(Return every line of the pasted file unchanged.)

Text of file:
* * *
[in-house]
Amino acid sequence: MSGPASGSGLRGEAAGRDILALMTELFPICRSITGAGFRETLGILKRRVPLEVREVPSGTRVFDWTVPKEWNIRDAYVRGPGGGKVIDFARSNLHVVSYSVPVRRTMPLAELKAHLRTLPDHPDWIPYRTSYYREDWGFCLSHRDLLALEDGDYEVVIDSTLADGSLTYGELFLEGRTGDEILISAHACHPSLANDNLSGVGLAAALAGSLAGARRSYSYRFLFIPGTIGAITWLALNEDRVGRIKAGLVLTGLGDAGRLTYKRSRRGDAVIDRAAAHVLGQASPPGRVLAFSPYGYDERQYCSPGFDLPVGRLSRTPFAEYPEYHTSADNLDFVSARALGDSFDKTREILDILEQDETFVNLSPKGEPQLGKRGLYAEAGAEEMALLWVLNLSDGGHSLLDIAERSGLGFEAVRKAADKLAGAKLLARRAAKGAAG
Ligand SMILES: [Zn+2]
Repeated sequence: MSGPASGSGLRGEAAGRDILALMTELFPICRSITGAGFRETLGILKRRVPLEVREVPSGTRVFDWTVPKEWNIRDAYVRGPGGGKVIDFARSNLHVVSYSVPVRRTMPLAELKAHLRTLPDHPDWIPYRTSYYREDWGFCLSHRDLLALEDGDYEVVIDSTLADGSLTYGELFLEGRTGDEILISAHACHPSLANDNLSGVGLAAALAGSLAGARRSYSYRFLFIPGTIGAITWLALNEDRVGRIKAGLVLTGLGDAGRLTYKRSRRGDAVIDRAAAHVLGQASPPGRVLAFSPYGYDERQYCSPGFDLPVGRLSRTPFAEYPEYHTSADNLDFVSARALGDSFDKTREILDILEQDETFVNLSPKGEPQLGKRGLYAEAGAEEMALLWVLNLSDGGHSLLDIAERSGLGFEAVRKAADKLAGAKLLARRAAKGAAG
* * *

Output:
[in-house]
Amino acid sequence: MSGPASGSGLRGEAAGRDILALMTELFPICRSITGAGFRETLGILKRRVPLEVREVPSGTRVFDWTVPKEWNIRDAYVRGPGGGKVIDFARSNLHVVSYSVPVRRTMPLAELKAHLRTLPDHPDWIPYRTSYYREDWGFCLSHRDLLALEDGDYEVVIDSTLADGSLTYGELFLEGRTGDEILISAHACHPSLANDNLSGVGLAAALAGSLAGARRSYSYRFLFIPGTIGAITWLALNEDRVGRIKAGLVLTGLGDAGRLTYKRSRRGDAVIDRAAAHVLGQASPPGRVLAFSPYGYDERQYCSPGFDLPVGRLSRTPFAEYPEYHTSADNLDFVSARALGDSFDKTREILDILEQDETFVNLSPKGEPQLGKRGLYAEAGAEEMALLWVLNLSDGGHSLLDIAERSGLGFEAVRKAADKLAGAKLLARRAAKGAAG
Ligand SMILES: [Zn+2]
Repeated sequence: MSGPASGSGLRGEAAGRDILALMTELFPICRSITGAGFRETLGILKRRVPLEVREVPSGTRVFDWTVPKEWNIRDAYVRGPGGGKVIDFARSNLHVVSYSVPVRRTMPLAELKAHLRTLPDHPDWIPYRTSYYREDWGFCLSHRDLLALEDGDYEVVIDSTLADGSLTYGELFLEGRTGDEILISAHACHPSLANDNLSGVGLAAALAGSLAGARRSYSYRFLFIPGTIGAITWLALNEDRVGRIKAGLVLTGLGDAGRLTYKRSRRGDAVIDRAAAHVLGQASPPGRVLAFSPYGYDERQYCSPGFDLPVGRLSRTPFAEYPEYHTSADNLDFVSARALGDSFDKTREILDILEQDETFVNLSPKGEPQLGKRGLYAEAGAEEMALLWVLNLSDGGHSLLDIAERSGLGFEAVRKAADKLAGAKLLARRAAKGAAG